Search Images Maps Play YouTube News Gmail Drive More »
Sign in
Screen reader users: click this link for accessible mode. Accessible mode has the same essential features but works better with your reader.

Patents

  1. Advanced Patent Search
Publication numberUS20030013449 A1
Publication typeApplication
Application numberUS 09/903,982
Publication dateJan 16, 2003
Filing dateJul 11, 2001
Priority dateJul 11, 2001
Also published asUS7133685, US20050272443
Publication number09903982, 903982, US 2003/0013449 A1, US 2003/013449 A1, US 20030013449 A1, US 20030013449A1, US 2003013449 A1, US 2003013449A1, US-A1-20030013449, US-A1-2003013449, US2003/0013449A1, US2003/013449A1, US20030013449 A1, US20030013449A1, US2003013449 A1, US2003013449A1
InventorsDavid Hose, James Fitch
Original AssigneeHose David A., Fitch James A.
Export CitationBiBTeX, EndNote, RefMan
External Links: USPTO, USPTO Assignment, Espacenet
Monitoring boundary crossings in a wireless network
US 20030013449 A1
Abstract
A process (400) according to one implementation of the present invention is initiated by receiving (402) a service zone definition for a boundary crossing. The boundary crossings application further receives (404) a monitoring request. For example, a vehicle rental company may enter the MIN/ESN of all mobile units associated with vehicles that are to be monitored, the timeframes during which the vehicles are to be monitored and the specific zones or boundaries with respect to which vehicle movement is to be monitored. Movements of the mobile unit or units of interest can then be monitored by receiving and storing (406) current location information, retrieving (408) prior location information for the mobile unit or units, and using (410) the current and prior location information to determine whether a service zone boundary has been crossed during the intervening time interval. Once a determination is made (412) as to whether a boundary crossing has occurred, the boundary crossing application may continue monitoring mobile unit location/movement and/or may generate (414) service information according to application parameters. The service information is then transmitted (416) according to application parameters. Such application parameters may specify the recipient, content and format of the service information.
Images(5)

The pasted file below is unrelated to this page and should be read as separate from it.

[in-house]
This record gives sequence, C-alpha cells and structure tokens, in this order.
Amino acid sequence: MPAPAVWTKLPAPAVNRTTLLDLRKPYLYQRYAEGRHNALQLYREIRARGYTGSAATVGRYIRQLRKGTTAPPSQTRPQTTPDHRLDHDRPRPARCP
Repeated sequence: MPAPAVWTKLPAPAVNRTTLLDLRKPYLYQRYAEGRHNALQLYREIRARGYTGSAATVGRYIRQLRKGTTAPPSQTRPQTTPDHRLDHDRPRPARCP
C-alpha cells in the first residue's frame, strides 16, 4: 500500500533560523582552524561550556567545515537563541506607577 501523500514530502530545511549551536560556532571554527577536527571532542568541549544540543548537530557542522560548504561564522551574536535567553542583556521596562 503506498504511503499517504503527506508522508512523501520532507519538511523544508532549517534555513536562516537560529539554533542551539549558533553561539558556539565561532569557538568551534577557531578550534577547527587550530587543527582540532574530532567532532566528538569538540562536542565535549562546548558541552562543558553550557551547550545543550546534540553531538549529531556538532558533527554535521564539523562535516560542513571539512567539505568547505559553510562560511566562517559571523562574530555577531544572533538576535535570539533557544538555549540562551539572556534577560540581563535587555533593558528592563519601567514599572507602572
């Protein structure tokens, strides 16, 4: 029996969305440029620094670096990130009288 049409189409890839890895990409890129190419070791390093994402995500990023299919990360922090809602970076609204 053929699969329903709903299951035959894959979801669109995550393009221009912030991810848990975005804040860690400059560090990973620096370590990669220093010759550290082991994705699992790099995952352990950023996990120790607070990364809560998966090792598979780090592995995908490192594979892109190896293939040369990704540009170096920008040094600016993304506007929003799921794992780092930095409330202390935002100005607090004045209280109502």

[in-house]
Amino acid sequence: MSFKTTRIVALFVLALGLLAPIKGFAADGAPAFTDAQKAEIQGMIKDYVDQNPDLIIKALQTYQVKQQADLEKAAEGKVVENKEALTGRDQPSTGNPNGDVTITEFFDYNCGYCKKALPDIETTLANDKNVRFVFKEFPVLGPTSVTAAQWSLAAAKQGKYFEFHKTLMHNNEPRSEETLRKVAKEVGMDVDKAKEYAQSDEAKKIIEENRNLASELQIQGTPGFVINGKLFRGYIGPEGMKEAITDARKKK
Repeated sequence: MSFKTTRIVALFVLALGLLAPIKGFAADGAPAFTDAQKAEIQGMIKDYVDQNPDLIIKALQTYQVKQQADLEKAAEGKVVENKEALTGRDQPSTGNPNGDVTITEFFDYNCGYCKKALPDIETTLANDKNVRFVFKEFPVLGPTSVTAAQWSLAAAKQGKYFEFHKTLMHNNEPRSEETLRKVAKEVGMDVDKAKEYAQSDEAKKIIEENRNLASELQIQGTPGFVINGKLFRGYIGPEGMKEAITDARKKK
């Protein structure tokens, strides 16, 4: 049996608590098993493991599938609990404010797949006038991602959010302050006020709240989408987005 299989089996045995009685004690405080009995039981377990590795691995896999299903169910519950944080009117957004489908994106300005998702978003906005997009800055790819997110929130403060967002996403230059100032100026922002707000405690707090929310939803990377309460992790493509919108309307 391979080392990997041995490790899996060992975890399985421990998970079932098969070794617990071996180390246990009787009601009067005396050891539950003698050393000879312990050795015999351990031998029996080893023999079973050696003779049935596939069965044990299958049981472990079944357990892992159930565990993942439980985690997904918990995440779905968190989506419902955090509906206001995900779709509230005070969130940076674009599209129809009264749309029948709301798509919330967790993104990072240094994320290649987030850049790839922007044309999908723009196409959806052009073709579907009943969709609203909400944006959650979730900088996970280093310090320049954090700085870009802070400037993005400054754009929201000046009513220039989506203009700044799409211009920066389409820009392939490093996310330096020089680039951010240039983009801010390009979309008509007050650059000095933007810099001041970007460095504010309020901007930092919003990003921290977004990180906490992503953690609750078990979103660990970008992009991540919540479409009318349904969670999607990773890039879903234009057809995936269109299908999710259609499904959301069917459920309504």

Previous page
Next page
Claims(19)
1. A method for use in providing services based on the locations of mobile units in a wireless communications network, said wireless network including a switch structure for use in selectively routing communications between network users and a processing platform associated with the switch structure, said method comprising the steps of:
providing a location based services application running, at least in part, on the processing platform associated with the switch structure;
defining at least one geographic reference for said location based services application;
storing an identifier for a mobile unit of interest to a user;
monitoring a location of said mobile unit, using said location based services application and said identifier of said mobile unit, to identify an attainment of a predetermined relationship of said mobile unit relative to said geographic reference, said attainment being defined by a change of status with respect to said predetermined relationship; and
transmitting service information regarding said mobile unit in response to said attainment of said predetermined relationship of said mobile unit relative to said geographic reference.
2. A method as set forth in claim 1, wherein said step of defining said geographic reference comprises receiving subscriber specific information from said user regarding said geographic reference and said step of storing comprises indexing information regarding said geographical reference to said identifier.
3. A method as set forth in claim 1, wherein said step of defining comprises identifying a geographical area for which said user desires to receive notification upon one of:
a) entry of said mobile unit into said identified geographical area; and
b) exit of said mobile unit from said identified geographical area; and said step of transmitting comprises providing notification to said user of said boundary crossing event.
4. A method as set forth in claim 1, wherein said step of defining comprises receiving zone location information regarding a service zone referenced to a first topology system and expressing said zone location information in terms of a second topology system of said location based services application.
5. A method as set forth in claim 4, wherein said first topology system comprises a street grid.
6. A method as set forth in claim 4, wherein said second topology system comprises one of a geographical coordinate system and a system of wireless network subdivision identifiers.
7. A method as set forth in claim 1, wherein said step of providing a location based services application comprises providing an application for allowing a person of authority to monitor the movements of one of a person or a vehicle associated with said mobile unit.
8. A method as set forth in claim 1, wherein said step of providing a location based services application comprises providing an application for setting a billing parameter for use of said wireless network by said mobile unit.
9. A method as set forth in claim 1, wherein said step of monitoring comprises storing first location information regarding a first location of said mobile unit at a first time, obtaining second location information regarding a second location of said mobile unit at a second time and comparing said first location information to said second location information to identify said attainment of said predetermined relationship.